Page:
Mercury has been shown to pose health risks, especially to develop
Historic investments in water quality & open space
Together we've made historic investments in water quality and adjusted the state's conservation tax credit. As a result, Virginia is accelerating its efforts to clean up the Chesapeake Bay, and we are well on our way to preserving 400,000 acres
of open space by the end of the decade.
Together, we've embraced innovative management practices like the Council on Virginia's Future and the new Virginia Performs website.
As a result, we've cemented our reputation as the best managed state in America and continued to win accolades for our financial management and service to citizens.
Together, we changed the way we think about transportation and land use in Virginia.
Last year's traffic impact statement legislation was a turning point in connecting state transportation planning with local land use planning. As a result, we are beginning to make better decisions in managing Virginia's growth.
Invest in ongoing work to clean up rivers & Chesapeake Bay
Virginia's citizens enjoy an impressive array of natural resources that we are bound to protect. In fact, Virginia's Constitution only mentions two of the many functional areas of government as mandatory. responsibilities--education and protection of
the environment. That commitment has never been more important. This year, we must make an historic investment in the ongoing work to clean up the Chesapeake Bay and to improve the quality of Virginia's rivers. The introduced budget contains a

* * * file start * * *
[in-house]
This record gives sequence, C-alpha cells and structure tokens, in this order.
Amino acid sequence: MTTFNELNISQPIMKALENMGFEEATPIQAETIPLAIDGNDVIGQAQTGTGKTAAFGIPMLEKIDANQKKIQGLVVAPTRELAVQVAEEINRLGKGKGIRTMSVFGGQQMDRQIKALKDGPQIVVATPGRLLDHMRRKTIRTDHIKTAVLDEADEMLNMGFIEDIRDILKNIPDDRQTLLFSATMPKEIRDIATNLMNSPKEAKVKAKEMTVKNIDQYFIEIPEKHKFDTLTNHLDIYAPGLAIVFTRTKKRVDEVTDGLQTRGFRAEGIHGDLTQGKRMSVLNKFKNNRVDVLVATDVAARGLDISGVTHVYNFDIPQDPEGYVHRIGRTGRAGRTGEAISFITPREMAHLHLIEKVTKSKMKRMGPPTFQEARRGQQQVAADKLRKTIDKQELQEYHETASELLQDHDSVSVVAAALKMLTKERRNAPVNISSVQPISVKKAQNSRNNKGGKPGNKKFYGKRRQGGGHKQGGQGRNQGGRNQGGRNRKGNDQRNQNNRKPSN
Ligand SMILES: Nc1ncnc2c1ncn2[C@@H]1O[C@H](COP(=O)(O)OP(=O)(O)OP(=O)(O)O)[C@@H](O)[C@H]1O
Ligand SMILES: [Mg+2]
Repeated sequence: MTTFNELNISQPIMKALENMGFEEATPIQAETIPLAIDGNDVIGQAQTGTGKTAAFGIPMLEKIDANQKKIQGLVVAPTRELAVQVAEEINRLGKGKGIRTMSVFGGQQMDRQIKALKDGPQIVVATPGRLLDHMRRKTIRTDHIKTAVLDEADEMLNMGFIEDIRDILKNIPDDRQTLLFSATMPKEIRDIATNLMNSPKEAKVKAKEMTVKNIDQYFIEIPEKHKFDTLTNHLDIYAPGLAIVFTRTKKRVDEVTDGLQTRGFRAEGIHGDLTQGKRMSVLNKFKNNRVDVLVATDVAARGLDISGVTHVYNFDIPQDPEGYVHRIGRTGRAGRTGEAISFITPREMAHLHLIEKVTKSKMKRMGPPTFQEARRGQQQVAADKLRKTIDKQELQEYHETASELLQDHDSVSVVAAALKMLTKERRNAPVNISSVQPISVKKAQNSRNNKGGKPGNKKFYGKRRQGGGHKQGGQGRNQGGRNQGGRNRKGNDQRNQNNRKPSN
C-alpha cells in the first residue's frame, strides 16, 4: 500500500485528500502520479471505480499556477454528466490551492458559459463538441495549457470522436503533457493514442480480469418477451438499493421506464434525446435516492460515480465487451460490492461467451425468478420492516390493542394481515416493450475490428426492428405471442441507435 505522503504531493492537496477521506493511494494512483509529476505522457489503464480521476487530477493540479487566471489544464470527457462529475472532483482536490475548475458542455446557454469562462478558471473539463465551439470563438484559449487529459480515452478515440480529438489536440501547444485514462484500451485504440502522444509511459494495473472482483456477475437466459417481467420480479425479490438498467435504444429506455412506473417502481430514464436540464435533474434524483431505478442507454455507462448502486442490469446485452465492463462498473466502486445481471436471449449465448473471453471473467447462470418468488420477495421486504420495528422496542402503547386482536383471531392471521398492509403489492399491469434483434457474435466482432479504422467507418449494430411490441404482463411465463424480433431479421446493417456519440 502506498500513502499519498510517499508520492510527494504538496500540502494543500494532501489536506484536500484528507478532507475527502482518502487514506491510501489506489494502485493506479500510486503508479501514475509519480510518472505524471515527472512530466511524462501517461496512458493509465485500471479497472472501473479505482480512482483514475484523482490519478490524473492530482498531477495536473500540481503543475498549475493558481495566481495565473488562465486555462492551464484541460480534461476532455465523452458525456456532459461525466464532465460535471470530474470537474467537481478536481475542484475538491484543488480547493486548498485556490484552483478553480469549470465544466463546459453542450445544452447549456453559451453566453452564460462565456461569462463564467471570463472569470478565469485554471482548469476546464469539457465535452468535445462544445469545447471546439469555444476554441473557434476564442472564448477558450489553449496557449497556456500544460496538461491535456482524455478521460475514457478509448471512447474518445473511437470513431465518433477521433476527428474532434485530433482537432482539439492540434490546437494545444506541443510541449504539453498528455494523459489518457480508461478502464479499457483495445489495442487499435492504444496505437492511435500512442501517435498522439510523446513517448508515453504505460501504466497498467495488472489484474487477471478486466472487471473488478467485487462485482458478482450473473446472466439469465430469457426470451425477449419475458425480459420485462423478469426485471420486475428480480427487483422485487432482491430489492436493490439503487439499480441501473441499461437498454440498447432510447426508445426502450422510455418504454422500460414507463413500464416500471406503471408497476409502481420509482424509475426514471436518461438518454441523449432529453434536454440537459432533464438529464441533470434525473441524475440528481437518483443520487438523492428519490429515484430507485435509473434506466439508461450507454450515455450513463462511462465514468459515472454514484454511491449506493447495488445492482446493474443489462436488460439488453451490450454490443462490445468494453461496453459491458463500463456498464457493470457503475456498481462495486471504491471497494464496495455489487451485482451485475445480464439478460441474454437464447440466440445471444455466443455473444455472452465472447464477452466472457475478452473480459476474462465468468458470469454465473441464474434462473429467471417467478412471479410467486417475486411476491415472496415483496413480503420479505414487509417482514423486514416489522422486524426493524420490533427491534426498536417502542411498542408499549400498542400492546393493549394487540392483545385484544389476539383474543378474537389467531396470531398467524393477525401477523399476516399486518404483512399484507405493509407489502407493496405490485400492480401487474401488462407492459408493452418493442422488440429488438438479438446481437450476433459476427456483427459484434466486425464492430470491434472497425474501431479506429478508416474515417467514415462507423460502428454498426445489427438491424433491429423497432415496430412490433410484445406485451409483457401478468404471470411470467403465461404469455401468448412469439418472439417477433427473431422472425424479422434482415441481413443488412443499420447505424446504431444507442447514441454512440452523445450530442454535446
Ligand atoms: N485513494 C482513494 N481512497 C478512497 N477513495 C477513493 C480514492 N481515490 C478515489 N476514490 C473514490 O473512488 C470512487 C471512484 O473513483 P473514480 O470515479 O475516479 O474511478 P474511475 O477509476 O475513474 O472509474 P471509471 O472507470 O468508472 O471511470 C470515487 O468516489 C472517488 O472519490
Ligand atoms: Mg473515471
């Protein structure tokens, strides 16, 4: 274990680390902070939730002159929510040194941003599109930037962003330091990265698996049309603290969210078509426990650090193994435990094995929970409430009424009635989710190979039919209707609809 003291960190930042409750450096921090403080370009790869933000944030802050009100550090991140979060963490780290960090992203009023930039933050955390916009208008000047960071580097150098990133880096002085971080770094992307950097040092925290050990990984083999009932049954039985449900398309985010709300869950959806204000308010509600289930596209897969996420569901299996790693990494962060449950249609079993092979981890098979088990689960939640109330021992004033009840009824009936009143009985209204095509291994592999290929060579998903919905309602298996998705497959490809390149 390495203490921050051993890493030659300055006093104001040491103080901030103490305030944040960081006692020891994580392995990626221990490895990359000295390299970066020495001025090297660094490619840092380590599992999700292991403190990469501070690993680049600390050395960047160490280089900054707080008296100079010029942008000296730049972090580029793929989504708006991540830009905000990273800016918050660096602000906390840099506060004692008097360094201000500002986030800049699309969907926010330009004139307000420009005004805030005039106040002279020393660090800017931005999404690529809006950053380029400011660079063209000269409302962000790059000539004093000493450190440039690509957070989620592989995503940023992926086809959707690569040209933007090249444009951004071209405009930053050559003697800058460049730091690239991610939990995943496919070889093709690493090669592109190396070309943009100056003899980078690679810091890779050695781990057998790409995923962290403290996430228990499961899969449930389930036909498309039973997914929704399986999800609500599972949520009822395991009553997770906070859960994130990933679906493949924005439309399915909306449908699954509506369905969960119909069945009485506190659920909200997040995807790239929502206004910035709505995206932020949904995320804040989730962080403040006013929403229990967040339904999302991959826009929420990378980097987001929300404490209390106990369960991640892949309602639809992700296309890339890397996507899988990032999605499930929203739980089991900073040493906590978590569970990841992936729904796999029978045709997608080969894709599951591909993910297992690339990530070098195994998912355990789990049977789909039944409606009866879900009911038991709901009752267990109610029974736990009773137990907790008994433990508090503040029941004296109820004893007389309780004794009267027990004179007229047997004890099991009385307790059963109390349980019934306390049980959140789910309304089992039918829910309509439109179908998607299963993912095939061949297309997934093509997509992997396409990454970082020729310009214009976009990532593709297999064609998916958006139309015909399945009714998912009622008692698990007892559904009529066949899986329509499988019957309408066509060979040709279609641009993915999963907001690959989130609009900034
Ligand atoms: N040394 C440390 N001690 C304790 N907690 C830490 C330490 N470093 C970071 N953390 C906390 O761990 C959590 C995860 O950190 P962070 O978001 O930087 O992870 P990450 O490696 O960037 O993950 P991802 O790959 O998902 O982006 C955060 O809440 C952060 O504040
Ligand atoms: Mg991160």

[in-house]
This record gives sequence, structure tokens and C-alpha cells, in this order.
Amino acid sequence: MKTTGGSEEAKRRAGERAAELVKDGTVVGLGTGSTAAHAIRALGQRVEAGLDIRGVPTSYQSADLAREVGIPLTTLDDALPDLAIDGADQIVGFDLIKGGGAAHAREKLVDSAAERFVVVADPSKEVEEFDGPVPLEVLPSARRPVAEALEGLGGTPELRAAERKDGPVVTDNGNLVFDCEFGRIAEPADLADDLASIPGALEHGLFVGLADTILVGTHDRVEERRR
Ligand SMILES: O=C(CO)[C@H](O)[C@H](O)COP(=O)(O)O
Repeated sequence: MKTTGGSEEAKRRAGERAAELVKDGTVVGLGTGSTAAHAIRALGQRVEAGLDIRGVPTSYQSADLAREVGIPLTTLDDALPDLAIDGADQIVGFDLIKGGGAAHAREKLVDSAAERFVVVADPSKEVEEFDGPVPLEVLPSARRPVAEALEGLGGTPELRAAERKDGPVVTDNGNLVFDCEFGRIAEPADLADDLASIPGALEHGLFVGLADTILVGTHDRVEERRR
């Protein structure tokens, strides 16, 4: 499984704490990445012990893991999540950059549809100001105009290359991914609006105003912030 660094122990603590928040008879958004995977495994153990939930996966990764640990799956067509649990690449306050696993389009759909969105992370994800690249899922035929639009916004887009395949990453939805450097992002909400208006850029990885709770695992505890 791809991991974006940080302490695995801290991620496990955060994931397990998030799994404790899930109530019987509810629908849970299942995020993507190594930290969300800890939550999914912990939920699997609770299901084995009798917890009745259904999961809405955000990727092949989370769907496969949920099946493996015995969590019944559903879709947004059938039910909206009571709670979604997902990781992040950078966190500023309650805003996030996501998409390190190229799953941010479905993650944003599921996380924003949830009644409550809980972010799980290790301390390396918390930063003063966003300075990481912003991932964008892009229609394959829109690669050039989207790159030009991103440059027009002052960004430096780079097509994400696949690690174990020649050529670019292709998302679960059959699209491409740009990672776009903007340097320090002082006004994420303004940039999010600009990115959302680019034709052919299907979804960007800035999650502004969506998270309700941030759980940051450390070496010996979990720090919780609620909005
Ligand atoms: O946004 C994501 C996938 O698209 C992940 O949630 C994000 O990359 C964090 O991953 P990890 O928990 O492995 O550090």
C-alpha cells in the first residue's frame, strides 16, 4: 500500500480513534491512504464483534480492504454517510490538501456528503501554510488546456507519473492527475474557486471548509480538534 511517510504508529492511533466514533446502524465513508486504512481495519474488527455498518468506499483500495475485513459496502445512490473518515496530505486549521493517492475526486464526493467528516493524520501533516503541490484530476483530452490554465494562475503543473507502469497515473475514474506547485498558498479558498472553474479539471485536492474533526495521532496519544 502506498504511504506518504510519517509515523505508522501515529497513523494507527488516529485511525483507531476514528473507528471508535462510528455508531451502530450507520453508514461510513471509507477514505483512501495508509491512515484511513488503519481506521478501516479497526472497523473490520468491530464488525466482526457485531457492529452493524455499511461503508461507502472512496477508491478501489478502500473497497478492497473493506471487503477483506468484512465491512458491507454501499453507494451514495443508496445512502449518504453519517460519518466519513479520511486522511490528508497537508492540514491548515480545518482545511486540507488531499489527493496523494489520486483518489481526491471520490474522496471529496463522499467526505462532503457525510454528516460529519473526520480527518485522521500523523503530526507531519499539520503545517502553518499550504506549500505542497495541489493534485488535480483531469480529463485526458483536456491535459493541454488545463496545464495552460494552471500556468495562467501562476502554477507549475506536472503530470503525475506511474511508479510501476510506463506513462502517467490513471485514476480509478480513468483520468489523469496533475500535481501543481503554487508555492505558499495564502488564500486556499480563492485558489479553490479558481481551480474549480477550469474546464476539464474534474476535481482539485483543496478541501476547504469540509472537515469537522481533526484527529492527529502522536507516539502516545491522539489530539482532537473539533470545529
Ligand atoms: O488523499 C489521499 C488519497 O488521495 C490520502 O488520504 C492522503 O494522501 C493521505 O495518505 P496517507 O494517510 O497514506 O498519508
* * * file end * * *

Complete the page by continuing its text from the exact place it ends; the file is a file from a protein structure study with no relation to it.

$232 million allocation for water clean-up. Together with recently approved regulations concerning waste treatment plants, this investment will pay dividends in protection of future generations' ability to enjoy our waterways and have clean drinking
water. I will also submit a budget amendment to dedicate special revenue to the Department of Game and Inland Fisheries that can be used for wildlife management, land conservation, recreation, and critical habitat protection.
Voted YES on protecting ocean, coastal, and Great Lakes ecosystems.
Whitehouse Amdt. No. 803 to S.Amdt. 799 to S. 601 (Water Resources Development Act of 2013): To create the National Endowment for the Oceans to promote the protection and conservation of United States ocean, coastal, and Great Lakes ecosystems.
Proponent's Argument for voting Yes: Mr. WHITEHOUSE: This measure was part of the RESTORE Act, [but] this piece of it fell out of the bargain. If you supported the RESTORE Act, you have already supported this bill. If you believe that deals should be deals in the Senate, then you should support this bill. It is very important that we as a body support this bill. It does not create a single extra bureaucracy or person. It works within the existing government, and it adds no funding.
MississippiRiverDelta.org Summary of RESTORE Act: The Resources and Ecosystems Sustainability, Tourist Opportunities and Revived Economies of the Gulf Coast States Act (RESTORE Act) dedicates 80% of all
Clean Water Act penalties paid by those responsible for the 2010 gulf oil disaster to Gulf Coast restoration.
Proponent's press release supporting Yes vote: The National Endowment for the Oceans, Coasts, and Great Lakes Act would provide steady funding that universities, non-profit organizations, and government agencies can count on every year to support research and restoration projects. It would be funded primarily by dedicating 12.5% of revenues from offshore energy development, including oil, gas, and renewable energy. Revenue is generated through offshore lease sales and production based royalty payments. Funds from the Endowment would be distributed through a competitive grant program to fund projects to restore habitat, manage fisheries, plan for sustainable coastal development, enhance ocean monitoring and research activities, acquire coastal properties for preservation, and relocate critical coastal infrastructure.
Reference: National Endowment for the Oceans;
Bill S.Amdt. 803
; vote number 13-SV116
on May 8, 2013